Surviving in the Corps
The best way to stand out in the corps is to blend in. Class—not rehearsal—is the time to try for an extra pirouette or a higher arabesque. “The corps de ballet can either make or break a classical work,” says Betsy Erickson, ballet mistress for San Francisco Ballet. And, long before most dancers become soloists or principals, they get their start as members of the corps de ballet. Succeeding in this important job is as much about impeccable technique as it is about having the right outlook. Here are some tips to help you shine in the corps.
Use your eyes.
Boston Ballet corps member Heather Waymack stresses the importance of using your peripheral vision. This is the surest way to maintain lines as you move across stage. Also, keep an eye on the dancer in front of you. “No matter where she goes, no matter what she does, it’s your job to follow her,” says Martine Harley, ballet mistress for Houston Ballet.
Remember the details.
In order for the corps to look uniform and cohesive, everyone’s lines must match and the choreography must be executed with acute precision. Both Erickson and Harley say one of the most common mistakes new corps members make is not paying attention to details. Make a habit of absorbing the feedback you receive from rehearsal directors as fast as possible. “The ballet masters will see you as the person who never has to be corrected twice,” says Harley.
Get noticed the right way.
Though it may seem counterintuitive, the best way to stand out in the corps is to blend in. You don’t want to stand out because you’re not executing the choreography with the same lines, angles and rhythms as everyone else. “You want to stand out because you’re doing it the best,” says Boston Ballet corps member Gabor Kapin. Knowing all the steps and executing them exactly as they were choreographed demonstrates what a diligent, reliable dancer you are. Also, “Class is very important in letting people see how much you’re improving and seeing if they can put you into roles other than corps,” explains Waymack. In other words, class—not rehearsal—is the time to try for an extra pirouette or a higher arabesque.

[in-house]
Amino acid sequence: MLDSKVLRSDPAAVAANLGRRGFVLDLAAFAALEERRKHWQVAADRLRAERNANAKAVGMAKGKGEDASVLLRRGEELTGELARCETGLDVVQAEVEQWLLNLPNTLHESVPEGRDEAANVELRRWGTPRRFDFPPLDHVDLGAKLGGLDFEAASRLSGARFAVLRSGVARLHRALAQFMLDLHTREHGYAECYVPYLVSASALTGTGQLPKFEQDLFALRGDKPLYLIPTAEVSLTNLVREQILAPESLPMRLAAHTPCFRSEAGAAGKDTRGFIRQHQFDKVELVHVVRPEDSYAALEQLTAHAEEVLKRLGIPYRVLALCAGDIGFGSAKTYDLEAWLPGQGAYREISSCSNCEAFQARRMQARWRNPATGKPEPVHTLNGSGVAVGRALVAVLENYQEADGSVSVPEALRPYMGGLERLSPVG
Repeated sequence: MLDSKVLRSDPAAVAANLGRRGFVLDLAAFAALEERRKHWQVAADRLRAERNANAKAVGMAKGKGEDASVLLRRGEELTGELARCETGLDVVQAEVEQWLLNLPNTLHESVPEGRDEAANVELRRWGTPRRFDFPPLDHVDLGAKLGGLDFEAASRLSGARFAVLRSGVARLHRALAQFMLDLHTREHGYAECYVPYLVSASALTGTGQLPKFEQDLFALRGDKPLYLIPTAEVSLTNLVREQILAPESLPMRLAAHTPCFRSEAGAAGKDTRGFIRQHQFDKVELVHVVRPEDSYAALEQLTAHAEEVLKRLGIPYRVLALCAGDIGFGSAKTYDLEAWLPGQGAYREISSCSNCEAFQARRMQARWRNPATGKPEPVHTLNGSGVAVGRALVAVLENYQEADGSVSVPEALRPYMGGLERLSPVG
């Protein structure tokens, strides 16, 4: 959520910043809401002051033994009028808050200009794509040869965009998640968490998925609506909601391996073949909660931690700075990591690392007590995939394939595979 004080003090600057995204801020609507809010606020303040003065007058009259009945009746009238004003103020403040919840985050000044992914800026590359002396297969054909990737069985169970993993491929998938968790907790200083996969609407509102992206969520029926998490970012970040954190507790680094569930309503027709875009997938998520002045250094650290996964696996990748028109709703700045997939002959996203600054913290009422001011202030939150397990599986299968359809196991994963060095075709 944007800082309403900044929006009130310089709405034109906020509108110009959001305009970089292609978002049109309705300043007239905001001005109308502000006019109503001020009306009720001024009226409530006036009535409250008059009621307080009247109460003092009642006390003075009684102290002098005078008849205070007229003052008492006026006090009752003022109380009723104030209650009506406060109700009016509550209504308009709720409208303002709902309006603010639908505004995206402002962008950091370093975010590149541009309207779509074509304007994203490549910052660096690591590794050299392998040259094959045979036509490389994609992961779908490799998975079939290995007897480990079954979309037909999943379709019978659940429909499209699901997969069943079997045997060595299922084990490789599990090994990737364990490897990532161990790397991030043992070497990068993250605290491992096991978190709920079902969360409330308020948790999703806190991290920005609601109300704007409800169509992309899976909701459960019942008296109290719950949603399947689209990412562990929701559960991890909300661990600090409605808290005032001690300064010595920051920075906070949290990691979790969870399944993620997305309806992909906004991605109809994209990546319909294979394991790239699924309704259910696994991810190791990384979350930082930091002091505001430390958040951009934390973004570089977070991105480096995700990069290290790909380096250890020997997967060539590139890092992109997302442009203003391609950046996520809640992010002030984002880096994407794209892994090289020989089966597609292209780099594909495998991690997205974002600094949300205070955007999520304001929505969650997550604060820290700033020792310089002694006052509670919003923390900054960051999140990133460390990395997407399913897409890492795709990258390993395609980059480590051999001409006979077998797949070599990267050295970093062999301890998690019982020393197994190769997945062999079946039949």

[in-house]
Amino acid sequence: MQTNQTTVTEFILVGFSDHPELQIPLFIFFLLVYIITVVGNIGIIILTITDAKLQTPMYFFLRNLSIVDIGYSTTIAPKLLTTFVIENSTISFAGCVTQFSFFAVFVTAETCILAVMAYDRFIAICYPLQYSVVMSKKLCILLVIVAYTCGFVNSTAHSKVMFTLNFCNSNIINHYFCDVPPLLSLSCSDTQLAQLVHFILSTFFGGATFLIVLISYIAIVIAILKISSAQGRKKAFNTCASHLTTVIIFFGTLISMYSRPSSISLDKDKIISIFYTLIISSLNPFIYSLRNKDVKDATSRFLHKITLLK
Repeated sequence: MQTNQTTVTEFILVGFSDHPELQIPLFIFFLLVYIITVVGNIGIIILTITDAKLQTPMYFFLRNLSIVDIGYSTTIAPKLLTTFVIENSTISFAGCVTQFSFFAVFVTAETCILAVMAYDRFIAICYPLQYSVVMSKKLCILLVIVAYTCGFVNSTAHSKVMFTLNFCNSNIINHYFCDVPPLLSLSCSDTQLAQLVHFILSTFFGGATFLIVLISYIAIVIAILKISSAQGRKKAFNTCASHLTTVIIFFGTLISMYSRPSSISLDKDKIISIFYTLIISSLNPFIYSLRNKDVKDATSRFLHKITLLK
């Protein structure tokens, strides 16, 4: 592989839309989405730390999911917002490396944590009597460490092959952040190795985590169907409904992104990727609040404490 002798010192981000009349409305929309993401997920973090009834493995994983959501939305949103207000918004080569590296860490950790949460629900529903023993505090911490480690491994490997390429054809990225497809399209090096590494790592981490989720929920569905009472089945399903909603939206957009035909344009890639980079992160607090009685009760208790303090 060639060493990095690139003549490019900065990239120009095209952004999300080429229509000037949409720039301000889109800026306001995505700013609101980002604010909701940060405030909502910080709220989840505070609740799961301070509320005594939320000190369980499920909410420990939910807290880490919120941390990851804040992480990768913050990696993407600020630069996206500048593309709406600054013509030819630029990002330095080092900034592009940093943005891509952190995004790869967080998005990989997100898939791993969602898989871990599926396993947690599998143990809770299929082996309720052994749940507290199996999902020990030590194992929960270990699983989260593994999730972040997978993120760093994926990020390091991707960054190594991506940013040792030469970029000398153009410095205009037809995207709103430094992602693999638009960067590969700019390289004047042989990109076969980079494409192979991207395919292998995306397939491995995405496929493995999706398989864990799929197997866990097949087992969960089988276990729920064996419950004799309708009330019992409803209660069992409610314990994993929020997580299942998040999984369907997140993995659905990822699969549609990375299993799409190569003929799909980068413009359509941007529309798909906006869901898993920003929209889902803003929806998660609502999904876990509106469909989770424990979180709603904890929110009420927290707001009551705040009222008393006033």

Keep up your training.
Often when you’re training in a school setting, you have numerous classes each day devoted to developing technique. But, as Pamela Robinson-Harris, interim artistic director of Ballet West, points out, “When you get into a company situation, there are 45 dancers in class; it’s not the same kind of class that you’re used to as a young dancer.” Classes are structured differently and there are fewer of them, explains Anthony Randazzo, ballet master for Boston Ballet. “It’s hard for [dancers] to keep themselves in the kind of condition and shape that they had when they were training.” Randazzo recommends requesting permission to attend school classes to ease the transition.
Remember how important you are.
When you’re just one dancer in a large group, you may feel that your hard work is unnoticeable or insignificant. “There isn’t such a thing as a small part,” says Kapin. “All the parts are important.” Corps roles are as essential to a production as any other, so stay positive and take pride in your work. “To know that you’re part of an amazing corps de ballet is a very gratifying experience. So, it’s really not something to be dismissed,” says Harley.
Ever wonder how a corps de ballet maintains its perfect spacing? Pamela Robinson-Harris, interim artistic director of Ballet West, offers these tactics for staying in place:
- To create a sharp diagonal line, align your shoulders so that they are directly behind the shoulders of the dancer in front of you.
- For a more shallow diagonal line, place one of your shoulders so that it is directly behind the spine of the dancer in front of you.
- When moving in a circle, follow the dancer in front of you on the outside edge of the formation, rather than the inside. This ensures that the circular shape doesn’t collapse.